Source / activity 1: Spycatcher
Over the centuries, many books have been banned, censored or challenged for not conforming to the political, religious or moral codes of their day.
From state-sponsored censorship to pressure from religious extremists, or simply society's belief in certain types of unacceptable behaviour, the stifling of intellectual expression has gone on for as long as information has been shared between people.
Direct censorship is imposed by the enactment of laws, some strong enough to deter publishing in the first place. The ideal of freedom of expression is strongly linked to human rights and democracy. Global events in the recent years have shown that human desire for intellectual freedom exists as passionately as governments' desire to restrict it.
Developments such as Twitter and Wikileaks show that the fight to preserve freedom of speech is a long war with battles taking many forms.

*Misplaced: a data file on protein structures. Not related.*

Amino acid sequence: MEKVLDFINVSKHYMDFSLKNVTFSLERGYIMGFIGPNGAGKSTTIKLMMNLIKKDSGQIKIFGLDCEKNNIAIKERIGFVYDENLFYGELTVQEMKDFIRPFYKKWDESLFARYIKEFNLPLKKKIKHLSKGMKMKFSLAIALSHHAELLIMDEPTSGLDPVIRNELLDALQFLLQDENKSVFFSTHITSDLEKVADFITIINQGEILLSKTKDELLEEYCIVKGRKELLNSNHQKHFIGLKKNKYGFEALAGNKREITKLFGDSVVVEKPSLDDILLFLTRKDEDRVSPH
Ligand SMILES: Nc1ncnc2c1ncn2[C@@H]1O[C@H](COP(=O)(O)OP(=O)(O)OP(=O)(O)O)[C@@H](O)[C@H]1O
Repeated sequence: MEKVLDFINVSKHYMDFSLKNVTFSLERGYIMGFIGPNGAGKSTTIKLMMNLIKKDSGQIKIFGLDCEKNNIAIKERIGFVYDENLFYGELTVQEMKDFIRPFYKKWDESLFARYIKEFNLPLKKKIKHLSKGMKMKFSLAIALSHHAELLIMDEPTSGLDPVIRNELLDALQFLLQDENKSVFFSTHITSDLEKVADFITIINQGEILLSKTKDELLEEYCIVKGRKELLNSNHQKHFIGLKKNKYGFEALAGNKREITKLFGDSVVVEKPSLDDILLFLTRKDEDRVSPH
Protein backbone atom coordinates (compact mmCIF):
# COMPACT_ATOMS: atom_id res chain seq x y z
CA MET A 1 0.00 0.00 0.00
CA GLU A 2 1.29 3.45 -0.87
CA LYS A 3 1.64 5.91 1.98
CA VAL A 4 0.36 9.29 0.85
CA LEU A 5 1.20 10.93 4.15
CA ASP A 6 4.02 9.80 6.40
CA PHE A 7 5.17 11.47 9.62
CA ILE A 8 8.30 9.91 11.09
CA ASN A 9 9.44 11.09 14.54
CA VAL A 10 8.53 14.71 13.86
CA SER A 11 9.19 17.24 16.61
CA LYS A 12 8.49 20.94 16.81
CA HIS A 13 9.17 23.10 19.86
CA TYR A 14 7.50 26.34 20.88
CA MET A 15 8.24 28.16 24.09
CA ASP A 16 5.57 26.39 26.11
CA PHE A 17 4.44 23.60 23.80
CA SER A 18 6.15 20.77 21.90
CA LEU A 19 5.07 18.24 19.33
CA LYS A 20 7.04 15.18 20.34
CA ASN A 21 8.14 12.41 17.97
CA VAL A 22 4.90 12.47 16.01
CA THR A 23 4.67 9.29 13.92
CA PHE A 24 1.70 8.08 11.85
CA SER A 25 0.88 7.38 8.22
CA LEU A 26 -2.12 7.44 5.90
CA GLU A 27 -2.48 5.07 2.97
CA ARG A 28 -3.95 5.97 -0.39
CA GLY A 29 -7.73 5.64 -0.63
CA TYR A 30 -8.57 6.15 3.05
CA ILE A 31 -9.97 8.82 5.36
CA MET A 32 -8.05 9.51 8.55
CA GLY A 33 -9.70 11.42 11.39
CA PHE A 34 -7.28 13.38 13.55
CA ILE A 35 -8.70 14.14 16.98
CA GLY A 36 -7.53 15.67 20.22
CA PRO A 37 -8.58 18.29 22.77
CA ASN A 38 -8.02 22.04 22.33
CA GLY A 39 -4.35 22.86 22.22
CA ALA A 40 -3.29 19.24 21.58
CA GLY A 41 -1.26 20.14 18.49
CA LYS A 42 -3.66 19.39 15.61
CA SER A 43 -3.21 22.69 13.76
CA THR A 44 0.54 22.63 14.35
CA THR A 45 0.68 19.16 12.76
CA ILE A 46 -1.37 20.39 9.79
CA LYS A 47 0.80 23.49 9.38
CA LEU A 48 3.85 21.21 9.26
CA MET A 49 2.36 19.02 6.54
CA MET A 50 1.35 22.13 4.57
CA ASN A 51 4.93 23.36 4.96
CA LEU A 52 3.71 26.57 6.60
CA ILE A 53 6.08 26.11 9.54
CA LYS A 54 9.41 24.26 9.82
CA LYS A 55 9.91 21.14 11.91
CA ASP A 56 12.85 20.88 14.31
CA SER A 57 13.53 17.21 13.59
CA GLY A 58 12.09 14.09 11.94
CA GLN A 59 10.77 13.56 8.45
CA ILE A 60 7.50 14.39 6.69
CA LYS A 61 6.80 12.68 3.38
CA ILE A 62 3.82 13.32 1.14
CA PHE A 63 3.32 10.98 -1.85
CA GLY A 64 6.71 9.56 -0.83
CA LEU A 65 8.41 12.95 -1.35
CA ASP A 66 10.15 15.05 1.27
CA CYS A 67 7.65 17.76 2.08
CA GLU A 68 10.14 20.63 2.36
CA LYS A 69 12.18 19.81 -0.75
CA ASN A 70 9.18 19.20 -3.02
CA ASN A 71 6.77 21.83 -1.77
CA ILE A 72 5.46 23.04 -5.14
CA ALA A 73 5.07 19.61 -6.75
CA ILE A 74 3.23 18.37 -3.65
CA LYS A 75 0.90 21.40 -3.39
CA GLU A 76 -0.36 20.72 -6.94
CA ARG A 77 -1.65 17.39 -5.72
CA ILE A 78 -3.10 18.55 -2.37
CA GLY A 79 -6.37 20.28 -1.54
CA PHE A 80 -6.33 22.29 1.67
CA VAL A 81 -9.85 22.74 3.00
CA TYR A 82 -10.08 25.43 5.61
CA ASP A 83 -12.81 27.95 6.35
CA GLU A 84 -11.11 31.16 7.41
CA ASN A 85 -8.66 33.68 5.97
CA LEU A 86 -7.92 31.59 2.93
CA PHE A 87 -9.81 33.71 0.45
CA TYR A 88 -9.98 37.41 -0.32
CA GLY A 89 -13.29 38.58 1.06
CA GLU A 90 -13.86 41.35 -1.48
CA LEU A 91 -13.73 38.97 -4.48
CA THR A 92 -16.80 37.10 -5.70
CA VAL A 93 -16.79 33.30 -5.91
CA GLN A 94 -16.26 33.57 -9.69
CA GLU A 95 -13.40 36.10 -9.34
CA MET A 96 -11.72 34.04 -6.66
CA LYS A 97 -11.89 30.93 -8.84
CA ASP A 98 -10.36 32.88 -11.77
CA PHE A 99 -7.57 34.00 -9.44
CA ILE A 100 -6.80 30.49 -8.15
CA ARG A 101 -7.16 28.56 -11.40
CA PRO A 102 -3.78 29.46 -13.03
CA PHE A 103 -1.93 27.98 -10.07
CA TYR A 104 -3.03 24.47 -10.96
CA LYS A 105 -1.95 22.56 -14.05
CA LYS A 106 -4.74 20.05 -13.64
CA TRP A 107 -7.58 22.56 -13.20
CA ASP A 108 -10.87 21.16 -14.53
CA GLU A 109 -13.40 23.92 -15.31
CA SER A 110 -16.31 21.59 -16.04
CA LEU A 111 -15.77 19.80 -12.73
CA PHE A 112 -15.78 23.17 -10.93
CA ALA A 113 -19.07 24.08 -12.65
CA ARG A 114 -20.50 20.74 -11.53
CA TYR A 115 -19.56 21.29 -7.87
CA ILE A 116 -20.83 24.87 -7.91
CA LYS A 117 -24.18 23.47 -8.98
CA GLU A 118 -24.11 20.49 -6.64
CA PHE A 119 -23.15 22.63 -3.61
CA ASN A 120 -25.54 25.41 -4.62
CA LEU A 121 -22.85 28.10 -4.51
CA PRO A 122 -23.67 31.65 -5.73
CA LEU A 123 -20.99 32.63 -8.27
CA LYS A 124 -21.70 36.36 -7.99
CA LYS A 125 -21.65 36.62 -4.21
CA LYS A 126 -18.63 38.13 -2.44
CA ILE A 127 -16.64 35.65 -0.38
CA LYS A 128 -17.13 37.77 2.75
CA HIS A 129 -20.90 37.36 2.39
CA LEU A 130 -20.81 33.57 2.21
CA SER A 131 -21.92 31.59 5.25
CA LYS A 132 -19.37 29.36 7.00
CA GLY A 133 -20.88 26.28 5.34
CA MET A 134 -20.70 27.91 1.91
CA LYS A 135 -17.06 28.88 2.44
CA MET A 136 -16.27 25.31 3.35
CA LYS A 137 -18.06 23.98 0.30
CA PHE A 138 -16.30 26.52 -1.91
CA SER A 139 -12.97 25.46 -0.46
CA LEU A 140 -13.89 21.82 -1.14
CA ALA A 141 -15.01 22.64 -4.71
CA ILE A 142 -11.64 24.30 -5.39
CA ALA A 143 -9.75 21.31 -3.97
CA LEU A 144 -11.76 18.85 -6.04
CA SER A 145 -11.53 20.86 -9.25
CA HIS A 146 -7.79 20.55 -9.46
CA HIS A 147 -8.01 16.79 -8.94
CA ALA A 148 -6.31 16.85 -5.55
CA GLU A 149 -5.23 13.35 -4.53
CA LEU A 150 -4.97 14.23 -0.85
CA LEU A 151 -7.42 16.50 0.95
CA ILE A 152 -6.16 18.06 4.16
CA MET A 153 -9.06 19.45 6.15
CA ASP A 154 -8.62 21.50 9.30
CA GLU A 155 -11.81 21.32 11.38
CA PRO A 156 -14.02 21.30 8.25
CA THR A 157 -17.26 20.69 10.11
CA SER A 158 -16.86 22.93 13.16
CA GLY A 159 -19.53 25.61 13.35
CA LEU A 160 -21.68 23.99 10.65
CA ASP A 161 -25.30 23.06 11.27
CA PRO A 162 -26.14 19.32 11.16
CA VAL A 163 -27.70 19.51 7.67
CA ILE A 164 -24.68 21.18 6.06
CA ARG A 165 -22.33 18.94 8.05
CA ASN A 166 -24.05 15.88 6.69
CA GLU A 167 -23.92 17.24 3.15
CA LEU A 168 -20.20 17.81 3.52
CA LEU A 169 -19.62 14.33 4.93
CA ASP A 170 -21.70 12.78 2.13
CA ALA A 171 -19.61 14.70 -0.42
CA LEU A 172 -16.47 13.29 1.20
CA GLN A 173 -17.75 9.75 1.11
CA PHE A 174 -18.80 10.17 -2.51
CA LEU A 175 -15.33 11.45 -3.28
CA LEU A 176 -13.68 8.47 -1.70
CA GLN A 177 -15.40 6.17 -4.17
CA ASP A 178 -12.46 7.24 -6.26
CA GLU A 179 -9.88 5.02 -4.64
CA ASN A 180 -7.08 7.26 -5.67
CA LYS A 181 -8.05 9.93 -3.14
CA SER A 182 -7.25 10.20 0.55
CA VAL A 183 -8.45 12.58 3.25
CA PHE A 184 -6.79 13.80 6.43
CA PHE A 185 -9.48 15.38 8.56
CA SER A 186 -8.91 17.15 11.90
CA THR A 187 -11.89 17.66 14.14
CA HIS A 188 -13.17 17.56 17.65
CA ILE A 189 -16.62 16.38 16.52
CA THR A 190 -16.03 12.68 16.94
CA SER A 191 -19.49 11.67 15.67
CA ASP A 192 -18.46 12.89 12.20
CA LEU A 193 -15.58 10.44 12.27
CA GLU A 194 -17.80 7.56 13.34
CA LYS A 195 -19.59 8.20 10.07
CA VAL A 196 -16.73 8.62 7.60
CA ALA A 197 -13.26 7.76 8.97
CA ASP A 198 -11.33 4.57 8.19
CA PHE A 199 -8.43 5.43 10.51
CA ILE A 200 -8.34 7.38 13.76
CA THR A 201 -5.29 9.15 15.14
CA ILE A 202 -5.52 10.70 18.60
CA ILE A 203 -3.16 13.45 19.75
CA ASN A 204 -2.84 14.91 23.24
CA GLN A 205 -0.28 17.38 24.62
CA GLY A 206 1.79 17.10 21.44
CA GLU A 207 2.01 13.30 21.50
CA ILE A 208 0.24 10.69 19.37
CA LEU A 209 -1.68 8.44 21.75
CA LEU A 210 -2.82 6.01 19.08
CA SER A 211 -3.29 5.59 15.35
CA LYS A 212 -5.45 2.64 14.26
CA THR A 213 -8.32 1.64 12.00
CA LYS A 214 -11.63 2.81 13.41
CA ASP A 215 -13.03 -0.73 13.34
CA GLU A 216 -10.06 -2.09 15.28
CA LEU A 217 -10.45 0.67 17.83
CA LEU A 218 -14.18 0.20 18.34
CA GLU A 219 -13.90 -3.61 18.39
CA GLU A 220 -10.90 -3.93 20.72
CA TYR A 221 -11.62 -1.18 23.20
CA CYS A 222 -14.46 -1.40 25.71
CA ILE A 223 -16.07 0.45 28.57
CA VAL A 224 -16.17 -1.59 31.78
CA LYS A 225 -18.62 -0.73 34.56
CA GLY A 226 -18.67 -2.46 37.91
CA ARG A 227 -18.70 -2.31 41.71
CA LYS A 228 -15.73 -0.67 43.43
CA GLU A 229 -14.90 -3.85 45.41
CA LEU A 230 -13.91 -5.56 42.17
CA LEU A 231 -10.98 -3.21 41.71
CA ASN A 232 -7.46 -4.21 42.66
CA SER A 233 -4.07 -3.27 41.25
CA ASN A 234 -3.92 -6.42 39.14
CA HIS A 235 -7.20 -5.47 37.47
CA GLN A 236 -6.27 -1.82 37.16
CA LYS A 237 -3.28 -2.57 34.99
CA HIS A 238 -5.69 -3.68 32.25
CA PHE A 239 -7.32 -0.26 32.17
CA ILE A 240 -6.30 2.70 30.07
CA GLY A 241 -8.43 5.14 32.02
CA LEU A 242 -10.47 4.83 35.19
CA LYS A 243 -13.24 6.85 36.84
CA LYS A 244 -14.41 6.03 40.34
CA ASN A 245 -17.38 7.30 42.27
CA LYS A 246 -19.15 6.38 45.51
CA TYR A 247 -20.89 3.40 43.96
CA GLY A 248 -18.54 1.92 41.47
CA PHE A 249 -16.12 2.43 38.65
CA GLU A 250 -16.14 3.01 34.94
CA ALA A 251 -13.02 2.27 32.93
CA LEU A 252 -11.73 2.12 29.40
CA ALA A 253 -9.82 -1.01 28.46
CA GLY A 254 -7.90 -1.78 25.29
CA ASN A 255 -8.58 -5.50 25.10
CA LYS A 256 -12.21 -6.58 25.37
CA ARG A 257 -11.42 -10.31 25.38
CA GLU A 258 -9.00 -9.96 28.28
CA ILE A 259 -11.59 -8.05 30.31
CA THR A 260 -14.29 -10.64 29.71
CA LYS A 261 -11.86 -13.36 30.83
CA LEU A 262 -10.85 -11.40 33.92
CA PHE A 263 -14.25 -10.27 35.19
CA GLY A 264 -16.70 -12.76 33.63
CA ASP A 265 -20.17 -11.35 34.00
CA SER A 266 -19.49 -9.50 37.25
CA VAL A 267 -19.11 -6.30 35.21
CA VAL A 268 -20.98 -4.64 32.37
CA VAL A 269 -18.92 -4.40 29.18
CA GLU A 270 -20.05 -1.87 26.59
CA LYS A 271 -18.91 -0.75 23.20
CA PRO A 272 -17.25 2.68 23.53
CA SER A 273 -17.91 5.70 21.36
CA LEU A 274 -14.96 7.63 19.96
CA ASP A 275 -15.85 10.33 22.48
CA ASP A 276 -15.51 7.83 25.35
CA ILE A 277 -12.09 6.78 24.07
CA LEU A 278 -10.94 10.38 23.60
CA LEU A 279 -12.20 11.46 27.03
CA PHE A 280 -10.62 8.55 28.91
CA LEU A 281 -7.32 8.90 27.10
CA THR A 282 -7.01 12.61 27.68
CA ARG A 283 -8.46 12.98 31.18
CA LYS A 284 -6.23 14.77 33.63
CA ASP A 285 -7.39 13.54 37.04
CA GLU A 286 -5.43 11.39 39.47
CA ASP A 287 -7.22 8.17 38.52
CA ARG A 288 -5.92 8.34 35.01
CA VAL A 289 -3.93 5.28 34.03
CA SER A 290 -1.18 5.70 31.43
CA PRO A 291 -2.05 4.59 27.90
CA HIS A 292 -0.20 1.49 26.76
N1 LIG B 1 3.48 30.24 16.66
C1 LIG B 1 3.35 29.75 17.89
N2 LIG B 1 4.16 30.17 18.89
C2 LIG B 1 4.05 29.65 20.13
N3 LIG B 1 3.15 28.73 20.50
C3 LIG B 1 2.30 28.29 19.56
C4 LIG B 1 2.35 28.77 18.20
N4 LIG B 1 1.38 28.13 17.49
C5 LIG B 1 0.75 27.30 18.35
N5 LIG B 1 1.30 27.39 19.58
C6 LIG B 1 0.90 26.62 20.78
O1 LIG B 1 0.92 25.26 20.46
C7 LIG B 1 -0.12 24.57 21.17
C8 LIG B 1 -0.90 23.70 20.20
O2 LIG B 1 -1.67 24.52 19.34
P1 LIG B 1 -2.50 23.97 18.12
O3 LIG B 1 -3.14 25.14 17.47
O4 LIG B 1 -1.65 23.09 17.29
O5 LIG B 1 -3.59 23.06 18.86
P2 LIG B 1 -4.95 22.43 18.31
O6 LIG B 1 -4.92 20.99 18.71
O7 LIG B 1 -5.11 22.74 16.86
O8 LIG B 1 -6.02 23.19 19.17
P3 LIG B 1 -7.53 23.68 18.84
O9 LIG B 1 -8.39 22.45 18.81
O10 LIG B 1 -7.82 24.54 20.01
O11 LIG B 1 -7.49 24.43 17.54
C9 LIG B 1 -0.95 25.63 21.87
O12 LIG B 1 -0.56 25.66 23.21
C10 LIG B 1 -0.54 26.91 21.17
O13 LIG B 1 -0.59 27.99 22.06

Exploring the issues
This resource looks at some of the issues surrounding the censorship or outright ban of seven items. The accompanying questions serve as starting points for further discussion or research into that particular publication and the issues surrounding its suppression.
Anything that challenges society's norms will often find loud objections, sometimes leading to outlawing particular behaviours or activities.
Yet even where such behaviour is legal, there will always be people who will object to something they do not agree with, whether on religious grounds or because of personal beliefs and prejudices.
Of course, social mores differ from place to place. Threats to a society's self-image or the fear of social disorder can be a powerful drive for the suppression of information, but opposition and constructive debate can change society's values and standards over time.
Ironically, successful challenges to injustices such as racism, sexism and so on, what is considered to be political correctness, has itself now become an effective censorship tool. It encourages people to self-censor in order to maintain social conformity or else risk ostracism.